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Kindle Fire Will Crush Other Android Tablets, May Increase iPad Sales Say Analysts

In newly released research notes, a pair of analysts have praise for both Apple and Amazon's tablet efforts. They note that the Kindle Fire appears to be doing extremely well, though it is not challenging the iPad directly. In fact, Fire sales could indirectly encourage iPad purchases in the long run.


Evercore Partners' Robert Cihra writes in a note obtained by Apple 2.0:
While Amazon's Kindle Fire has come out of the gates strong, as expected, we see Apple maintaining its competitive lead, if anything accentuated by what now looks like the only tablet to so far mount any credible iPad challenge apparently needing to do so by selling at cost; not to mention Amazon's success may just vaporize other "for profit" Android tablet OEM roadmaps (e.g., we est Amazon 50% of all Android tablets in CY12). Meanwhile Apple goes on as the only vendor able to cream off the most profitable segment of each market it targets, whether tablet, smartphone or PC.
At the same time, JP Morgan analyst Mark Moskowitz (and the Apple executives that he met with) feel that Apple is not seeing pressure from the Kindle Fire and that they are of the belief that current Fire owners "could gravitate to more feature-rich experiences" later on with the Fire acting as a "gateway drug".

Darrell Etherington, writing for GigaOm:
I think Apple’s optimistic outlook should pan out, however, as long as one thing remains true: tablets continue to encroach upon and replace PCs as primary computing devices for general users. In that case, the Kindle Fire and the iPad likely will enter into a mutually beneficial orbit, with the cheaper device’s drawing in first-time tablet users and the iPad’s acting as a sort of graduation gift for when they opt to use tablets as their main computers.
When the Kindle Fire launched, Apple executives said they welcomed the entry of the Fire to the market for its ability to further fragment the Android ecosystem and its ability to put enormous price pressure on other tablets. The popularity of the Kindle Fire seems to affirm Steve Jobs' belief in an end-to-end software-and-hardware ecosystem -- something that no companies other than Apple and Amazon have been able to effectively assemble.

Top Rated Comments

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37 months ago

The wife has an iPad, a Kindle, and I got her a Kindle Fire ($199) the other day.

She says the Fire is awesome. I can't stress the word "awesome" enough other than bolds, italics, etc. which would be annoying. She said it's the fastest tablet-ish device she's used and thinks the browser is much better than the iPad.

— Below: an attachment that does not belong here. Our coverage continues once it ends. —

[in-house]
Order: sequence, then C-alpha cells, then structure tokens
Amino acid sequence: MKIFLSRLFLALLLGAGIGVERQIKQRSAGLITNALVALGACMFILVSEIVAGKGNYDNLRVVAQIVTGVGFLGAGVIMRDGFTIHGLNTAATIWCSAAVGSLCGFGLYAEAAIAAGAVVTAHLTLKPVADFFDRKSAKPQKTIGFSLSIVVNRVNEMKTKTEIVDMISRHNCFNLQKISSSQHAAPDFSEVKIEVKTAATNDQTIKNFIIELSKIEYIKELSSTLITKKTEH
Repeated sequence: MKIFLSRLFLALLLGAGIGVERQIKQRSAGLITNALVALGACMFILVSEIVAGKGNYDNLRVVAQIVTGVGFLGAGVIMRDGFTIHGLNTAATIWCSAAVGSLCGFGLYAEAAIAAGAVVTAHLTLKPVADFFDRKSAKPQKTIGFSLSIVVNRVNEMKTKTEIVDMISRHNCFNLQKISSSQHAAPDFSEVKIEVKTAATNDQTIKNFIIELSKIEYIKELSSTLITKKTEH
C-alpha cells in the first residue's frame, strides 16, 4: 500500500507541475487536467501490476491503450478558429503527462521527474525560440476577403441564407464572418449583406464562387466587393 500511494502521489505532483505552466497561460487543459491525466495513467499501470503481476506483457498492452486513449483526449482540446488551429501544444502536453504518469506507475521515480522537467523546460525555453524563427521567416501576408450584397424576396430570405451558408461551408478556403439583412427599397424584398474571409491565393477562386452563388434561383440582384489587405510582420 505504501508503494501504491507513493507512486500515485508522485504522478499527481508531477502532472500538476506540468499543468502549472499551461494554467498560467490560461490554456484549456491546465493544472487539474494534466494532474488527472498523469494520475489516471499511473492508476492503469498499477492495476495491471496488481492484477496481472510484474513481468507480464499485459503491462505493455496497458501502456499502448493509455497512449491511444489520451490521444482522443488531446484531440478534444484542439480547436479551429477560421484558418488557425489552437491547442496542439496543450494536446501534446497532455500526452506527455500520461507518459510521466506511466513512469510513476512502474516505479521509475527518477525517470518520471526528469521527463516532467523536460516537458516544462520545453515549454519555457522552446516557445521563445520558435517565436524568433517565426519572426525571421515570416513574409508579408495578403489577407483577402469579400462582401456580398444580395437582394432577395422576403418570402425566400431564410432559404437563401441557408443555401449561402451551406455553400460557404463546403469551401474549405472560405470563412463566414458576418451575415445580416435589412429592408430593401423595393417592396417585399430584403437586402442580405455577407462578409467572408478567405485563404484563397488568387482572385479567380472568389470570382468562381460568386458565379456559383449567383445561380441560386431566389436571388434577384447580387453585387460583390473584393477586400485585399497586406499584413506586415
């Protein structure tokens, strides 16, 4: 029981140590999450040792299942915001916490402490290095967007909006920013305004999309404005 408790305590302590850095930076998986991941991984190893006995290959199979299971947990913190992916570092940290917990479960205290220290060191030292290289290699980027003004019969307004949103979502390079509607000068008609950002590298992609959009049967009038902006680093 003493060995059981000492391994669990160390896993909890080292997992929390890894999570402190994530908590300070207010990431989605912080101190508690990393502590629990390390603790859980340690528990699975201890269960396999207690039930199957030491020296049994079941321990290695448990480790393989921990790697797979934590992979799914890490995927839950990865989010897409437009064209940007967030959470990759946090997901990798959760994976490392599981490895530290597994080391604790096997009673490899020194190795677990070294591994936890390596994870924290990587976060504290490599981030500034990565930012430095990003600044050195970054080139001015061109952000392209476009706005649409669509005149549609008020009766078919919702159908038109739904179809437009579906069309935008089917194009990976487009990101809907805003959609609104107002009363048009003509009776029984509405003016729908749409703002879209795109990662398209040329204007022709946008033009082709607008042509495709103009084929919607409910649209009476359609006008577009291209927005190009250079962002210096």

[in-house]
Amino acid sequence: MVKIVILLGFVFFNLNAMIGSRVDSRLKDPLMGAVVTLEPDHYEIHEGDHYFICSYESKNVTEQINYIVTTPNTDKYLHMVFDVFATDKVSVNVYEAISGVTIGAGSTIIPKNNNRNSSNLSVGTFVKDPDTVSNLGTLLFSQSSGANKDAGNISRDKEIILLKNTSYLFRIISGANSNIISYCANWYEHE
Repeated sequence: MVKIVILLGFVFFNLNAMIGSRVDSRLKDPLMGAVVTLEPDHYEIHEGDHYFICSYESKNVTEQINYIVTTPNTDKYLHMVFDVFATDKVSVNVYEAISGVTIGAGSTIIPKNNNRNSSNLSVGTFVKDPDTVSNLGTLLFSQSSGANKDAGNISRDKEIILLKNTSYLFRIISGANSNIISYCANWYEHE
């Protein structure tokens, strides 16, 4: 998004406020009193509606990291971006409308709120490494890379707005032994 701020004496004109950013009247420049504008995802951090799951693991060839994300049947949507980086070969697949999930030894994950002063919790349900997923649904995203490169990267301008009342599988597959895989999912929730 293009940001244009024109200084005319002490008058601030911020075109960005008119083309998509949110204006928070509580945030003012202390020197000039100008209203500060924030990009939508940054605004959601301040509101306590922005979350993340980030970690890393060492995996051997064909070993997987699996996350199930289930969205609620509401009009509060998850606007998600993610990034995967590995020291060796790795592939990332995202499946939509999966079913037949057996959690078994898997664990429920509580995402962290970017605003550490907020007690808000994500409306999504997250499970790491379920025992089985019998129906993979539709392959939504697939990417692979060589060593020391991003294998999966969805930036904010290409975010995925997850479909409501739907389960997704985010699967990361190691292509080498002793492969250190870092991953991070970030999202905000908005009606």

2nd...she LOVES her Kindle...has owned it for 2 years I think...she's a huge book reader.

3rd...she likes the iPad...but (like me) feels browsing websites (especially shopping sites) is fair...no flash support, pull down menus/choices within the site (like a clothes store trying to choose options) is really rough. She also feels that for $500+, it's essentially an email reader and light surfing (looking up weather, reading some articles) machine...screen is too harsh on the eyes to stare at.

Maybe iPad 3 will finally get the browser right. Would be nice if the iPad 3 were significantly cheaper.

Would be nice to see a Fire that is larger more surfing use cases.


1) The Kindle Fire's browser, faster than the iPad's? Something is very, very wrong with your iPad, I am afraid.

2) Don't get too comfortable with Flash on the tablet - this is the last version that Adobe will make - they have abandoned Flash on mobile devices.
Rating: 13 Votes
37 months ago

Kindle Fire Will Crush Other Android Tablets, May Increase iPad Sales Say Analysts


Kindle Fire Won't Crush Other Android Tablets, May Not Increase iPad Sales Say Other Analysts.
Rating: 12 Votes
37 months ago
I saw a Fire at a brick and mortar big-box store this weekend, and was blown away. Not because it was all too impressive, but because tapping the word "Web" doesn't let you use the awesome Silk browser, rather it shows you a video of what browsing would be like.
Rating: 10 Votes
37 months ago
If i look at both devices as purely a content consumption device Amazons Kindle Fire is a attractive alternative to the iPad.

The Apple App store is what makes my iOS devices great and in my opinion no other app store comes close, it's just a shame the 'Mac" app store isn't that great at the moment.
Rating: 8 Votes
37 months ago